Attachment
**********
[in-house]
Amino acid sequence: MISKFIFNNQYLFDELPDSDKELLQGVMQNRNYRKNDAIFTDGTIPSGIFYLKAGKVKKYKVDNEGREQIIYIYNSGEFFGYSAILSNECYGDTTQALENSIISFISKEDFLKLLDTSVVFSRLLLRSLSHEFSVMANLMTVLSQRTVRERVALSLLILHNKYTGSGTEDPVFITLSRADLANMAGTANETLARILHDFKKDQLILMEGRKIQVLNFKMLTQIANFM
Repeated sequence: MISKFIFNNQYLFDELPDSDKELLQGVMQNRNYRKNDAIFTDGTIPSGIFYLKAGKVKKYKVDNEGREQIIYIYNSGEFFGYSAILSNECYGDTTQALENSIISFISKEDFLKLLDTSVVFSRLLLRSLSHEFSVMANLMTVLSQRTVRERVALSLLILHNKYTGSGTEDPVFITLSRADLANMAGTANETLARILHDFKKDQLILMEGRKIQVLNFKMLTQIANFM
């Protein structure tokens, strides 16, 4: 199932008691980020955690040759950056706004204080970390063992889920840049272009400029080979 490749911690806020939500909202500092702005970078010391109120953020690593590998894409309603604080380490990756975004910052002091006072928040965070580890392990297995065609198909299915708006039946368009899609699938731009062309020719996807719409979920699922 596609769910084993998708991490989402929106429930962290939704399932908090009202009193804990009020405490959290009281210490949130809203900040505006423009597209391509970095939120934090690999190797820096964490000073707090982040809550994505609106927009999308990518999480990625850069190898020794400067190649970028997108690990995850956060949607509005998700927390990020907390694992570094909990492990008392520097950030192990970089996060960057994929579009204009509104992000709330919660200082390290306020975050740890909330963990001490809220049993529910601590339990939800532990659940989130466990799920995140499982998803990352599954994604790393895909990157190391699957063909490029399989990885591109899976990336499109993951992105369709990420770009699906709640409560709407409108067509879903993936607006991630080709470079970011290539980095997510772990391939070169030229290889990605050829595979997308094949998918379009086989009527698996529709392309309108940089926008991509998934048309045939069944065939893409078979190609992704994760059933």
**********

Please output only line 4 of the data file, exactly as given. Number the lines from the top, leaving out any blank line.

């Protein structure tokens, strides 16, 4: 199932008691980020955690040759950056706004204080970390063992889920840049272009400029080979 490749911690806020939500909202500092702005970078010391109120953020690593590998894409309603604080380490990756975004910052002091006072928040965070580890392990297995065609198909299915708006039946368009899609699938731009062309020719996807719409979920699922 596609769910084993998708991490989402929106429930962290939704399932908090009202009193804990009020405490959290009281210490949130809203900040505006423009597209391509970095939120934090690999190797820096964490000073707090982040809550994505609106927009999308990518999480990625850069190898020794400067190649970028997108690990995850956060949607509005998700927390990020907390694992570094909990492990008392520097950030192990970089996060960057994929579009204009509104992000709330919660200082390290306020975050740890909330963990001490809220049993529910601590339990939800532990659940989130466990799920995140499982998803990352599954994604790393895909990157190391699957063909490029399989990885591109899976990336499109993951992105369709990420770009699906709640409560709407409108067509879903993936607006991630080709470079970011290539980095997510772990391939070169030229290889990605050829595979997308094949998918379009086989009527698996529709392309309108940089926008991509998934048309045939069944065939893409078979190609992704994760059933």